Music Biz Headlines, Feb. 14, 2018

Robert Plant has no interest in living in the past, and a look at why so many rock stars are retiring. Those also in the headlines today include Greta Gerwig, Keys N Krates, Chevy Chase, Mary Timony, Folkways, used vinyl, and Jóhann Jóhannsson.

Music Biz Headlines, Feb. 14, 2018

By Kerry Doole

Robert Plant has a sensational new band, so why would he get Led Zeppelin back together?

At 69, the one-time rock howler has no interest in living in the past: ‘I want to be able to do stuff I won’t tire from’  –  Ben Rayner, Toronto Star

Lady Bird, Dave Matthews Band and the films that give corny songs new life

Greta Gerwig’s penchant for 90s soft rock got OUR writers thinking about other cheesy numbers revived in cinema, from Sweet Caroline to Rhythm of the Night  –  The Guardian

Goodbye Yellow Brick Road: Why rock stars are suddenly retiring

From Elton John to Paul Simon and Neil Diamond, a generation of elders searches for a new way to say goodbye –  Rob Sheffield, Rolling Stone

Keys N Krates are warmer and more soulful than their contemporaries on Cura

On their debut album, the Toronto trio channel retro influences into a modern and cohesive mix of hip-hop and electronic production  – Max Mertens, NOW


Chevy Chase digs Bill Evans

The comedy legend reminisces about his friendship with the jazz great  –  Jazz Times

The singing professor uses music to educate gold miners about mercury

UBC prof Marcello Veiga heads to Colombia where he will be singing to about 600 miners in 11 states about the dangers of using highly toxic mercury in extracting gold –   Kevin Griffin, Vancouver Sun

Mary Timony had to relearn her Helium songs to play them on tour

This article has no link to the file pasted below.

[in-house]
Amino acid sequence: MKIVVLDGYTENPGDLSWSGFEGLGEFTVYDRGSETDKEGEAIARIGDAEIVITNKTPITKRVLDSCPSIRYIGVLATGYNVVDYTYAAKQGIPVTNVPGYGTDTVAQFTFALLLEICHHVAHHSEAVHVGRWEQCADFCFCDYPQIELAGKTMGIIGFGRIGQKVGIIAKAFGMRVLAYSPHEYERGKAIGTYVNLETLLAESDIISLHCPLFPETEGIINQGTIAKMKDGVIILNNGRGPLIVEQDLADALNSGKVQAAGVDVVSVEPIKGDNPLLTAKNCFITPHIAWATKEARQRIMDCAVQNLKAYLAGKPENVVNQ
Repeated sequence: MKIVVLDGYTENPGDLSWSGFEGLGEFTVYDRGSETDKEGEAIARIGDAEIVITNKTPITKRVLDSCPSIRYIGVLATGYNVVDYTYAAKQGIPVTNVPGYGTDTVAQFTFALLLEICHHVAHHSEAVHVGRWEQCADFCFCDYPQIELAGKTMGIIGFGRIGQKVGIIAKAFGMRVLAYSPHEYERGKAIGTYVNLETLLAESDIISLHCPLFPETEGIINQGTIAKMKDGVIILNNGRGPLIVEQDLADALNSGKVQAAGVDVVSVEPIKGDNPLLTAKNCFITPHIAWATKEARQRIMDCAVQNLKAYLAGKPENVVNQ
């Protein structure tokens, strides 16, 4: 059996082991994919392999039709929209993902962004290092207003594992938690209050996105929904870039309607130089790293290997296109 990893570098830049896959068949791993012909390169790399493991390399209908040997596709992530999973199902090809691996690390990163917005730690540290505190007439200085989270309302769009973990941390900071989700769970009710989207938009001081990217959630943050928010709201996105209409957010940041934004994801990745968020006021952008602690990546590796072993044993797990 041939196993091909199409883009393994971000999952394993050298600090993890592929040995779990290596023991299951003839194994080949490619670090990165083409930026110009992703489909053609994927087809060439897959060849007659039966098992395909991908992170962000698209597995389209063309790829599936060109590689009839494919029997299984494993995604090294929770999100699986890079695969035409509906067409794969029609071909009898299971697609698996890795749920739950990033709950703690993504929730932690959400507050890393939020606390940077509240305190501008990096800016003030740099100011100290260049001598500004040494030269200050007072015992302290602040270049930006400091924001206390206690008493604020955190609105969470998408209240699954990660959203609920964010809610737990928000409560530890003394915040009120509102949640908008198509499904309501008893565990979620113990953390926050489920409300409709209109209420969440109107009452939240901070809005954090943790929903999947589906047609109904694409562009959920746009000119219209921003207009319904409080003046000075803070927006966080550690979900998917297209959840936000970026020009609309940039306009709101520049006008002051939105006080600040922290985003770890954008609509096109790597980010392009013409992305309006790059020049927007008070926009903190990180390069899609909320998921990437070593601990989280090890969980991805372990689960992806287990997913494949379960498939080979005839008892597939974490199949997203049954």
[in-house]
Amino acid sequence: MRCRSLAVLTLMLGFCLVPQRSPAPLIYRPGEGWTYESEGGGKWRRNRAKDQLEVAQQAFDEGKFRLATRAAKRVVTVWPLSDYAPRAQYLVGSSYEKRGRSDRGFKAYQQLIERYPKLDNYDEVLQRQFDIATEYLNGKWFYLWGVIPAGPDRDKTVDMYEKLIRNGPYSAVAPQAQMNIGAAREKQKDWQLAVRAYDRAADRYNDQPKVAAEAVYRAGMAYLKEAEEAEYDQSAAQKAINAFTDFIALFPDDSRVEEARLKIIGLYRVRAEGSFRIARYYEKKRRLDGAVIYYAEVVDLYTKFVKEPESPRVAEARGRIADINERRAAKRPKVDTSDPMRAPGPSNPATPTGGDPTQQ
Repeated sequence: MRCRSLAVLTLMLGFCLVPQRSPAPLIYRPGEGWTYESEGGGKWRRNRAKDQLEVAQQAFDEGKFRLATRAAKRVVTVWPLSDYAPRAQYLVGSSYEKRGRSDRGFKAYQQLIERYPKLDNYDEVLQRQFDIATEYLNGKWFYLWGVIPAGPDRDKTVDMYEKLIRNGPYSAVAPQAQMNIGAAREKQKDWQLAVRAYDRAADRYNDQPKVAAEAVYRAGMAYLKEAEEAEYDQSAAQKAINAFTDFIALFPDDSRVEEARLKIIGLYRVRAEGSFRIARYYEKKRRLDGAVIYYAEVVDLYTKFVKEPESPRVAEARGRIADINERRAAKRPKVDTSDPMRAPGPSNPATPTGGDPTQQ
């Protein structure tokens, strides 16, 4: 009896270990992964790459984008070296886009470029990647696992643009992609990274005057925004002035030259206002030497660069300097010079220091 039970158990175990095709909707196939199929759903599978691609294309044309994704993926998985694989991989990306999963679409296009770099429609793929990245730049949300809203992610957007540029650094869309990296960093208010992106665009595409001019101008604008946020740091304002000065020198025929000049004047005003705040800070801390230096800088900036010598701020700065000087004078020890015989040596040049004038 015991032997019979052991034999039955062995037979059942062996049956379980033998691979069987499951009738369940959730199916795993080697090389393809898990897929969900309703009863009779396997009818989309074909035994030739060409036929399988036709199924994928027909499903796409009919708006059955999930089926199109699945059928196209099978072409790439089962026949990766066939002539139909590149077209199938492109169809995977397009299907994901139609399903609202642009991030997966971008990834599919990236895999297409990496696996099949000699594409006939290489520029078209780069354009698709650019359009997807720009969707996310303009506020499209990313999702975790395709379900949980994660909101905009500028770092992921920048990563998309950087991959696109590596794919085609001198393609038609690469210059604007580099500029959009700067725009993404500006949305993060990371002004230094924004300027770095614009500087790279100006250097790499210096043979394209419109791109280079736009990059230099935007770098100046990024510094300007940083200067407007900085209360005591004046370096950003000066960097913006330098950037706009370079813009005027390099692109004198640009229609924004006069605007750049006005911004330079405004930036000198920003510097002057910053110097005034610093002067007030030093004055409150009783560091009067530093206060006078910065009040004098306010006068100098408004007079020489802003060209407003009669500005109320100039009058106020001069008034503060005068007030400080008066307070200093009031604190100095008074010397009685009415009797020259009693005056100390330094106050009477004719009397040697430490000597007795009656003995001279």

As the indie and grunge rockers of the 1980s and ’90s approach late middle age, hatchet-buryings and band reunions are becoming almost an everyday occurrence. But what happens when aging songwriters revisit their younger selves? –  Alex Varty, Georgia Straight

Three women explore riches of the Folkways song archive

Rachel Eddy, Rachel Ries, and Edmontonian Dana Wylie bring folk favourites to life  –  Roger Levesque, Edmonton Journal

Jóhann Jóhannsson: the late Icelandic composer who made loss sublime

Best known for his film scores, Jóhannsson’s earlier electronic and classical work confronted existential horror –  Joe Muggs, The Guardian

Disappearing act: As the vinyl industry resurges, used records are vanishing under the weight of new reprints

Nielsen, or any sales tracker for that matter, has no reports of the secondhand record sales taking place, but anecdotal evidence suggests it is on the decline –  Imad Pasha,


Norman Wong



Happy Anniversary, Archie: Alvvays' Debut Record Gets a 10th Birthday Re-Issue

The Canadian jangle pop group's first album will be available on a new cerulean blue vinyl with an unearthed bonus track, as well as the ten original songs — including breakout single 'Archie, Marry Me' — that launched their career in 2014.

A major Canadian indie rock album turns 10 today (July 22), and the band is celebrating with a special re-issue.

Alvvays' self-titled debut helped the group break through on an international scale, propelled by jangly guitars, aloof vocals and an expertly catchy single. "Archie, Marry Me," with its soaring chorus and pleading lyrics, became a wedding song for a generation of ambivalent millennials, earnest and sardonic at the same time.

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